For years, Scan has sold custom-built laptops, workstations and servers, in addition to its traditional business as a component vendor. But all-in-one computers was uncharted territory for the brand, until now.
Scan's 3XS Mirage AIO245 is the company's first touchscreen all-in-one PC. Considering the vast sea of competing all-in-one desktop designs, with all sorts of bells and whistles to tempt prospective owners, the Mirage is relatively conservative.
It lacks the ability to double up as a tablet, like the Dell XPS 18 and friends, or to easily have its internals tinkered with, as with the HP Z1 workstation, for example.
A unique aspect of the Scan 3XS Mirage AIO245 immediately caught our attention, though. Scan offers a wide range of upgrades, which are relatively affordable, unlike the majority of other all-in-one manufacturers, which charge a hefty premium for minor additions such as a small SSD upgrade or a slightly faster processor.
This is especially welcome due to the integrated nature of all-in-one PCs. You can't usually upgrade the components yourself, so it's a good idea to choose the best configuration you can when you buy it. But that quickly becomes expensive with most manufacturers.
Although the standard configuration of the Scan 3XS Mirage AIO245 costs £1,075 (around US$1,680 / AU$1,825), only slightly less than Apple's entry-level 21-inch iMac, it comes with a larger 23.6-inch screen, a more powerful graphics card and is far better value for money when configured with beefier components.
Scan sells a more affordable variant called the Scan 3XS Mirage AIO244, which is otherwise identical aside from its lack of a touch-sensitive display. You can also drop the bundled operating system, if you plan to use Linux or transfer an existing operating system license, which brings the cost down to just £845 (around US$1,320 / AU$1,435).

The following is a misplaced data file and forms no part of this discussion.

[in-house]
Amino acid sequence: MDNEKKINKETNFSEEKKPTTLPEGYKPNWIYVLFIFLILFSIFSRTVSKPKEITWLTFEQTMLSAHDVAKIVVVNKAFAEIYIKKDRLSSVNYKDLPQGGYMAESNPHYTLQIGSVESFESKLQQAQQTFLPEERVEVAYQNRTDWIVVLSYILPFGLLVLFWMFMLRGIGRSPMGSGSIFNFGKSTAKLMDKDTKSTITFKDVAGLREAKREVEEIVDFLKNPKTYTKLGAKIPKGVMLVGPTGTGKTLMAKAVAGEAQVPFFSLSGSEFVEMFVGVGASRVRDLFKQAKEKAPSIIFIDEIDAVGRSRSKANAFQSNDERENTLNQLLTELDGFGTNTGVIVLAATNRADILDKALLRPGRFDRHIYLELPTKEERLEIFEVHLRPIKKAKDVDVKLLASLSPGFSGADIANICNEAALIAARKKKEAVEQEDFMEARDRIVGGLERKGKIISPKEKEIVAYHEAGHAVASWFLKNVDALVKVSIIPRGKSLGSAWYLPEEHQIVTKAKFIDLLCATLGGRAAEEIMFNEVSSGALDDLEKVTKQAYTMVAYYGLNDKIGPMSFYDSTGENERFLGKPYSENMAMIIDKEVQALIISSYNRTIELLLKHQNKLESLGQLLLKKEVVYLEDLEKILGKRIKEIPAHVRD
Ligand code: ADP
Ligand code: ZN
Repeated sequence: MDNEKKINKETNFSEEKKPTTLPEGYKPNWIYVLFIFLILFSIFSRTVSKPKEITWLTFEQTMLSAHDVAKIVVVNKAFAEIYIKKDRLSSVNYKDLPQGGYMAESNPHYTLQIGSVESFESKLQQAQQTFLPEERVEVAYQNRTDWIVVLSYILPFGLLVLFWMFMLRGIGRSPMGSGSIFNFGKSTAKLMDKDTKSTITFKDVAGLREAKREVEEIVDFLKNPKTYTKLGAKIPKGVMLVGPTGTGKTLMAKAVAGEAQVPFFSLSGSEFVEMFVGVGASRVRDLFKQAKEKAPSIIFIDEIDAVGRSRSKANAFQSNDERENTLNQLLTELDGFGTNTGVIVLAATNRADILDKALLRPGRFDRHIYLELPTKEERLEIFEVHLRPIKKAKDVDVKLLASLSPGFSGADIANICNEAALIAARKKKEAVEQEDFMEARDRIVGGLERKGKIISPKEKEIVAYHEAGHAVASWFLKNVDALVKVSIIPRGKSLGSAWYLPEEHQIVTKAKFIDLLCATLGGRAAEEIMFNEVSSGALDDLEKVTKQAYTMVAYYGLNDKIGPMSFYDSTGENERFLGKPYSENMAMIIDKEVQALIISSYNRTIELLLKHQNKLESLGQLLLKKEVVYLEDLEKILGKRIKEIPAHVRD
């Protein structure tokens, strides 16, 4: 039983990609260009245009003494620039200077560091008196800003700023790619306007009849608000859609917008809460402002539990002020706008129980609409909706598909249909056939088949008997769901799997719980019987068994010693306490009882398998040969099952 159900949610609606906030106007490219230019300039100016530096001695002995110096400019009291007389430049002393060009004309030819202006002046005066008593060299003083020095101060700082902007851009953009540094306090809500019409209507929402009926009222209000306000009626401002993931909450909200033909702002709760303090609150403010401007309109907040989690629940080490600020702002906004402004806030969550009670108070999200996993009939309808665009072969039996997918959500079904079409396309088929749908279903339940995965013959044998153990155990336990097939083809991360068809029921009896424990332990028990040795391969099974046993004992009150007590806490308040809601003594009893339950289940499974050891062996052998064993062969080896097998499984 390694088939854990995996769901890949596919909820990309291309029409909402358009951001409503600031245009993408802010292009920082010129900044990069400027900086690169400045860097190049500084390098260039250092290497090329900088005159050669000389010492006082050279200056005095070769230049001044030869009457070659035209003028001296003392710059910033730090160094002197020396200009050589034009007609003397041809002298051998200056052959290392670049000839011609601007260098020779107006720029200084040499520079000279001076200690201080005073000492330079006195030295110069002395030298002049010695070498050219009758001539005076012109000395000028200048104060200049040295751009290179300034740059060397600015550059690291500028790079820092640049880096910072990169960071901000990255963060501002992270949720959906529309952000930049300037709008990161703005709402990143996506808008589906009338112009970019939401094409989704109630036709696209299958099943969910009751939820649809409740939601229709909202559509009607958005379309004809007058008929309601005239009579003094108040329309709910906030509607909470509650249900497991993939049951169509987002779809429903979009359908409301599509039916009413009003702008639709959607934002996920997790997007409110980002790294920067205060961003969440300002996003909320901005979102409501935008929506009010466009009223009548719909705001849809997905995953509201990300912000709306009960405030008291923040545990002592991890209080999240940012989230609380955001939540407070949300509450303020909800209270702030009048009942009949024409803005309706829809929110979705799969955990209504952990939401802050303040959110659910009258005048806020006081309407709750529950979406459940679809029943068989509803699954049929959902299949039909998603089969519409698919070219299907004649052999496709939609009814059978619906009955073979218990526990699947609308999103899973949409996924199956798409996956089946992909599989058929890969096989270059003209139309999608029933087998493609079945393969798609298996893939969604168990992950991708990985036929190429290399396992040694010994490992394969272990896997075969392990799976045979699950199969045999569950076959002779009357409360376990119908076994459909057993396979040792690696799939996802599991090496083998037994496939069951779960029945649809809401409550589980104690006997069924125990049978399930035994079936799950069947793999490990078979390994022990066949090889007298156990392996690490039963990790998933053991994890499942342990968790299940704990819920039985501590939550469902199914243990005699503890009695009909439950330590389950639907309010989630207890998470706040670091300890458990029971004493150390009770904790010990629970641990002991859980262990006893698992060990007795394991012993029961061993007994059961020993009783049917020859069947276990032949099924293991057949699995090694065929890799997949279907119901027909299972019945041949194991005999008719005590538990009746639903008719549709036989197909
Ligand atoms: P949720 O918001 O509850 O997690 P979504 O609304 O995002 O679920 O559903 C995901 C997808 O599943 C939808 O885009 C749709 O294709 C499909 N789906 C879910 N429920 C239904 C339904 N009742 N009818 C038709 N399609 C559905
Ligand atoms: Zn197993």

We chose the specification of our Scan 3XS Mirage AIO245 review unit ourselves, based on the available options on Scan's website.
The configuration page offers a choice of Intel Core i3, i5 or i7 Ivy Bridge processors, Blu-ray or DVD drives, a range of hard drive and mSATA SSD storage capacities, wireless networking and memory capacities, along with accessories such as keyboards and mice, which are not included with the default specification.
Different versions of Windows 7 and Windows 8 are offered or, as mentioned, you can opt out from a pre-installed operating system.
Our review PC had a quad-core 3.1GHz Intel Core i7 3770S, which was the fastest processor option available, plus 8GB of DDR3 memory, a 128GB SSD for Windows and applications, and a 1TB hard drive for large media files. This all came to £1,326 (around US$2,070 / AU$2,255), a considerable sum, but competitive when compared with what certain big-name firms charge for the same specification.
An upgrade to a 3TB Western Digital Green hard disk only costs an additional £40 on top of the base price, which is exceptionally good value, and no more than a stand-alone drive. A quad-core 2.9GHz Intel Core i5 3470S is only £50 more than the base price.
A 256MB Plextor mSATA SSD is £140 extra, with higher quoted read performance than the other available SSD options.
One component that cannot be changed is the chipset, which includes an Nvidia GeForce GT 750M mobile graphics card, with 2GB of dedicated video memory. This is a mid-range mobile GPU, unlike the pricier GTX series, which are capable of better gaming performance.
It still provides the Scan 3XS Mirage AIO245 with considerable graphics grunt, enough to run just about all games, although you might have to slightly lower the detail settings or resolution. This is still better than other all-in-ones that have onboard graphics, which will really struggle to run the most recent titles.
Because the screen is the central component which an all-in-one PC is built around, its quality is of the utmost importance. Scan has chosen to use a 1080p 23.6-inch LED panel in the 3XS Mirage AIO245, based on older twisted-nematic technology rather than IPS.
Although it's not the finest display we've ever used, we have no major complaints about its picture or viewing angles. Its colours are satisfyingly vibrant enough, its blacks deep, and there was no noticeable lag in games.
Including HDMI input is a brilliant decision, since it means the display can be used independently of the computer, with games consoles, for example.
There's also a built-in webcam, a card reader, six USB ports, ethernet, HDMI-out and an optical drive at the sides, along with a slightly flimsy brightness control.